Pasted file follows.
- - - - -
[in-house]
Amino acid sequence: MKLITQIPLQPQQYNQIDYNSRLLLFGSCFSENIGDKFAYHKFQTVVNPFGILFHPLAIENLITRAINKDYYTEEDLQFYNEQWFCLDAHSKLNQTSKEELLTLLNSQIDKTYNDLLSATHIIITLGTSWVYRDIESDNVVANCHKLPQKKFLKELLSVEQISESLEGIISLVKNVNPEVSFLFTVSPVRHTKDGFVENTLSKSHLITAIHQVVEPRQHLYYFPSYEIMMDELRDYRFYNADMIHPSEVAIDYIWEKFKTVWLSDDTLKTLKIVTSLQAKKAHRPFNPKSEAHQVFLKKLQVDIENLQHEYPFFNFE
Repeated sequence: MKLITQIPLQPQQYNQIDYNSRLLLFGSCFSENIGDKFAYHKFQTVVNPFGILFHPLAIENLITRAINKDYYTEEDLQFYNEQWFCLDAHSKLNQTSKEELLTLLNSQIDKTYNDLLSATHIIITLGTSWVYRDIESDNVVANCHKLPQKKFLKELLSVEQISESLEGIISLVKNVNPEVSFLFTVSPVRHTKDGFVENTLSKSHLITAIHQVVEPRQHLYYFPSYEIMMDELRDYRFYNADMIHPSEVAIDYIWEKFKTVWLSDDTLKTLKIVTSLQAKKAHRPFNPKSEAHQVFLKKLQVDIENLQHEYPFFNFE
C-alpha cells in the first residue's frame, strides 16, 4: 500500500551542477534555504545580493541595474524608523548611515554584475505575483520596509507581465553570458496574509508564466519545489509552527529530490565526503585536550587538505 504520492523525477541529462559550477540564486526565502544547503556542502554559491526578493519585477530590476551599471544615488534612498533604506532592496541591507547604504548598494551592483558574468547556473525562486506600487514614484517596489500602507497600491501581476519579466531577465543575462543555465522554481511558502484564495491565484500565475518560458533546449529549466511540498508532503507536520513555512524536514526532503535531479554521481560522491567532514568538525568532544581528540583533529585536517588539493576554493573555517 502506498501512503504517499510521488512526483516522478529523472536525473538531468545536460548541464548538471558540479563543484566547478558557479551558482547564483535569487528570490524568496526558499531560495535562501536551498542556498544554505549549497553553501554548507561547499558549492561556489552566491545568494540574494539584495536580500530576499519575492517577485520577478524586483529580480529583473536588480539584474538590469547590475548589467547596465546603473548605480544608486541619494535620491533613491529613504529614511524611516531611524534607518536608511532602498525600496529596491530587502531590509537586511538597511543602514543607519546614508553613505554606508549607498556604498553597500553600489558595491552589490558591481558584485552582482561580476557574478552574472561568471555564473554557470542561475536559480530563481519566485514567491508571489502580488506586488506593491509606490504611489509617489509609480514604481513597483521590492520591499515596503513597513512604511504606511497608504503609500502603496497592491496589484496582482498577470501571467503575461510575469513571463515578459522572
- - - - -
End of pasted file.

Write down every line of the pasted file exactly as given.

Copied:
[in-house]
Amino acid sequence: MKLITQIPLQPQQYNQIDYNSRLLLFGSCFSENIGDKFAYHKFQTVVNPFGILFHPLAIENLITRAINKDYYTEEDLQFYNEQWFCLDAHSKLNQTSKEELLTLLNSQIDKTYNDLLSATHIIITLGTSWVYRDIESDNVVANCHKLPQKKFLKELLSVEQISESLEGIISLVKNVNPEVSFLFTVSPVRHTKDGFVENTLSKSHLITAIHQVVEPRQHLYYFPSYEIMMDELRDYRFYNADMIHPSEVAIDYIWEKFKTVWLSDDTLKTLKIVTSLQAKKAHRPFNPKSEAHQVFLKKLQVDIENLQHEYPFFNFE
Repeated sequence: MKLITQIPLQPQQYNQIDYNSRLLLFGSCFSENIGDKFAYHKFQTVVNPFGILFHPLAIENLITRAINKDYYTEEDLQFYNEQWFCLDAHSKLNQTSKEELLTLLNSQIDKTYNDLLSATHIIITLGTSWVYRDIESDNVVANCHKLPQKKFLKELLSVEQISESLEGIISLVKNVNPEVSFLFTVSPVRHTKDGFVENTLSKSHLITAIHQVVEPRQHLYYFPSYEIMMDELRDYRFYNADMIHPSEVAIDYIWEKFKTVWLSDDTLKTLKIVTSLQAKKAHRPFNPKSEAHQVFLKKLQVDIENLQHEYPFFNFE
C-alpha cells in the first residue's frame, strides 16, 4: 500500500551542477534555504545580493541595474524608523548611515554584475505575483520596509507581465553570458496574509508564466519545489509552527529530490565526503585536550587538505 504520492523525477541529462559550477540564486526565502544547503556542502554559491526578493519585477530590476551599471544615488534612498533604506532592496541591507547604504548598494551592483558574468547556473525562486506600487514614484517596489500602507497600491501581476519579466531577465543575462543555465522554481511558502484564495491565484500565475518560458533546449529549466511540498508532503507536520513555512524536514526532503535531479554521481560522491567532514568538525568532544581528540583533529585536517588539493576554493573555517 502506498501512503504517499510521488512526483516522478529523472536525473538531468545536460548541464548538471558540479563543484566547478558557479551558482547564483535569487528570490524568496526558499531560495535562501536551498542556498544554505549549497553553501554548507561547499558549492561556489552566491545568494540574494539584495536580500530576499519575492517577485520577478524586483529580480529583473536588480539584474538590469547590475548589467547596465546603473548605480544608486541619494535620491533613491529613504529614511524611516531611524534607518536608511532602498525600496529596491530587502531590509537586511538597511543602514543607519546614508553613505554606508549607498556604498553597500553600489558595491552589490558591481558584485552582482561580476557574478552574472561568471555564473554557470542561475536559480530563481519566485514567491508571489502580488506586488506593491509606490504611489509617489509609480514604481513597483521590492520591499515596503513597513512604511504606511497608504503609500502603496497592491496589484496582482498577470501571467503575461510575469513571463515578459522572